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|Tuesday, June 04, 2013|
BY JIM CARTER | OP-ED CONTRIBUTOR
Since its earliest days, Oregon has been a center for trade. We can take great pride in the fact that we grow, create and assemble things here that we sell other places. Over the years, smart investments made in regional infrastructure — rivers, rails, runways and roads — have provided Oregon businesses with efficient and cost effective access to foreign markets. But it is time to up our game.
This fall the Portland City Council will make a decision that has statewide, if not national, implications for Oregon’s continued trade strength — the annexation of West Hayden Island.
Located in the Columbia River between the ports of Portland and Vancouver, the 800-acre parcel has easy access to two major transcontinental railroads and sits smack dab on the edge of a recently deepened international navigation channel and an upriver barge system. This vital east/west link carries agricultural products from Eastern Oregon and as many as 11 other states to markets in Asia, Central and South America, and Australia as well as emerging markets in India.
Ultimately, the Port of Portland would like to market a 300-acre portion of West Hayden Island for future marine terminals that would handle autos, grain and mineral bulks like potash used in fertilizers and soda ash used in the manufacture of glass. The bulk of the island (500 acres) would be preserved for natural resources and recreation.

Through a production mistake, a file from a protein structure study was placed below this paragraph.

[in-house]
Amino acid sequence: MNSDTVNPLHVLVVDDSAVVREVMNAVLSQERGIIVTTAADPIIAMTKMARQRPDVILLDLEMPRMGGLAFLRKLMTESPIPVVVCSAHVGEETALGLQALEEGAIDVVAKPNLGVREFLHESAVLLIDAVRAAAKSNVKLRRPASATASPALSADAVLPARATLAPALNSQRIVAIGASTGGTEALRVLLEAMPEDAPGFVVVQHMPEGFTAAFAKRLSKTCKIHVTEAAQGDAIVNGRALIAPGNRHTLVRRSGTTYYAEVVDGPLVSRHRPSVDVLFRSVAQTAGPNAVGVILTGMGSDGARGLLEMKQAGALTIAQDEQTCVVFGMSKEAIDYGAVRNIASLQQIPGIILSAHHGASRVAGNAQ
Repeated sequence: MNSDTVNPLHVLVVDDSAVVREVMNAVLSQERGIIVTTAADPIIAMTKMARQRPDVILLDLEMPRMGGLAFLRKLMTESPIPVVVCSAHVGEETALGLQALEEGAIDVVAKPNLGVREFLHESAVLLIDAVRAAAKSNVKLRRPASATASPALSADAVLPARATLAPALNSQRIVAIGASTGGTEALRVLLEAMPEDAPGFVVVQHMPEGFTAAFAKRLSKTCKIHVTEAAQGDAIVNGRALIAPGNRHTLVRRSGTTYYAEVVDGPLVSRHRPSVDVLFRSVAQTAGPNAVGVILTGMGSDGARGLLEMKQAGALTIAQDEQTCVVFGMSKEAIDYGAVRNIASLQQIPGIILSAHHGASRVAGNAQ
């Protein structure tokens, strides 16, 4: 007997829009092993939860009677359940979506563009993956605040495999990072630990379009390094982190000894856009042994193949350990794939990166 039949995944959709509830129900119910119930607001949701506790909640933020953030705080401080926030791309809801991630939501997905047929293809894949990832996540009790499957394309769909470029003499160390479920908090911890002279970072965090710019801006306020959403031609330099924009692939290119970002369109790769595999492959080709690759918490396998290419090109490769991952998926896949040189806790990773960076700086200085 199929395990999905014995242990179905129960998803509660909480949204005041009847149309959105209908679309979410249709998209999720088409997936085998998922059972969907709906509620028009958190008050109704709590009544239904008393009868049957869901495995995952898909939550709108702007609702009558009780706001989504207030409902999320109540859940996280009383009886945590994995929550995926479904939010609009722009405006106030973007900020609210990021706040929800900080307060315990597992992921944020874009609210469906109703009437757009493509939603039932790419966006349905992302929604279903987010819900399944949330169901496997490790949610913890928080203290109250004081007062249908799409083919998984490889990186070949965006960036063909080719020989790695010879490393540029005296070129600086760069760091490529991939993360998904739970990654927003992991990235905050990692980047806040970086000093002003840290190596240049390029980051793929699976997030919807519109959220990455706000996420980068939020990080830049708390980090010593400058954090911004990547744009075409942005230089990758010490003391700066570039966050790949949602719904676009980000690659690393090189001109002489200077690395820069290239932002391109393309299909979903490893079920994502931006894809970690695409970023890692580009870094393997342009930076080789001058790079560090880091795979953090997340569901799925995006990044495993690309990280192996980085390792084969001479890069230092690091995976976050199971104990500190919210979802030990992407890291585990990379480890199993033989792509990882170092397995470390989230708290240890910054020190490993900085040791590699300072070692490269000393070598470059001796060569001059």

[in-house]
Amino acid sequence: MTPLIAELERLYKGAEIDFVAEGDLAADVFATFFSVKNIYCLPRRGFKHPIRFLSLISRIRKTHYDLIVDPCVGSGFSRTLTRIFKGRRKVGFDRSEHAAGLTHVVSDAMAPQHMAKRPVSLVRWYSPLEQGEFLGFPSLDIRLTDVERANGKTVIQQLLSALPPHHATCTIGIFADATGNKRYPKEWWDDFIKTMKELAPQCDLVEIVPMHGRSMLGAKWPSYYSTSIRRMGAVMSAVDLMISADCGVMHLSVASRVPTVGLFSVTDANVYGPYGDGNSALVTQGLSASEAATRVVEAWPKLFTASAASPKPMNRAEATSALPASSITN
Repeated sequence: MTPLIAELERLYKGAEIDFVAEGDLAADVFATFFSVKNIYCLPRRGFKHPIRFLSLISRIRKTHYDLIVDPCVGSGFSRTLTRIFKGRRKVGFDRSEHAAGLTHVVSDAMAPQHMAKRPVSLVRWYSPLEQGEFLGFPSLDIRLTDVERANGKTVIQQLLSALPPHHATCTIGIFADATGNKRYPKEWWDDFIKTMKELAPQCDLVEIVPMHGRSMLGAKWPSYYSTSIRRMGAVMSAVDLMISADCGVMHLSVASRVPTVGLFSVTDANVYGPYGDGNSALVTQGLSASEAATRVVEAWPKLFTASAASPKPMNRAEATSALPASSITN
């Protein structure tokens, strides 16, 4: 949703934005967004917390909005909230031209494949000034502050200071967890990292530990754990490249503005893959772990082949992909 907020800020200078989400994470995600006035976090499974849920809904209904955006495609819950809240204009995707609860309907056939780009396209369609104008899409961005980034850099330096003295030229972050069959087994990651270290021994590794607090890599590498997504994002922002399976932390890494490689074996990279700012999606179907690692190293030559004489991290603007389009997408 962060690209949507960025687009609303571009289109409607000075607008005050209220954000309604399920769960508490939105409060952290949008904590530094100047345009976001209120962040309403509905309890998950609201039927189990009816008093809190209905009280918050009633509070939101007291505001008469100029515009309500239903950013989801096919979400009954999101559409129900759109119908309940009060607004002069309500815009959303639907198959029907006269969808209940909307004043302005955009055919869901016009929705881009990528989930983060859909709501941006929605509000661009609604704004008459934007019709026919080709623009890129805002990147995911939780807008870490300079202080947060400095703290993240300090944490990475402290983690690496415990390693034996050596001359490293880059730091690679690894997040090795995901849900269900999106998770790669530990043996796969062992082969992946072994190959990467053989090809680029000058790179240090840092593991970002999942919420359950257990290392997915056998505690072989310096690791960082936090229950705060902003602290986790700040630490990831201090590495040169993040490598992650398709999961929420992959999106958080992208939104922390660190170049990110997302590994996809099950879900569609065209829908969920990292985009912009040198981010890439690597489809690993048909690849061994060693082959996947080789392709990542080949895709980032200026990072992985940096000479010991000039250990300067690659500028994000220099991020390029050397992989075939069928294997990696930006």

Today, the Port of Portland is the U.S. West Coast’s largest mineral bulks port, the second largest auto import gateway and the third largest tonnage port, but our current facilities are nearly fully utilized. We are simply not in a position to attract new business without new sites. While actual development may be 7 to 10 years out, annexation will provide a planning and regulatory framework as well as more marketing certainty for a public asset the Port purchased 20 years ago. Site selectors for potential private investors looking to locate here will want development sites to be as shovel-ready as possible.
Allowing for industrial development on the island will also serve to leverage the public investments made in deepening the Columbia River navigation channel. The Washington ports of Kalama, Longview and Vancouver are already taking advantage of the deeper channel with new infrastructure investments totaling more than a half billion dollars.
In fact the owners of the new Longview terminal had originally looked at developable land in Portland, but existing parcels were insufficient for their needs.
Cargo on the river system has trended upward over the long run and, according to the Brookings Institution, Portland is one of four U.S. regions poised for export growth.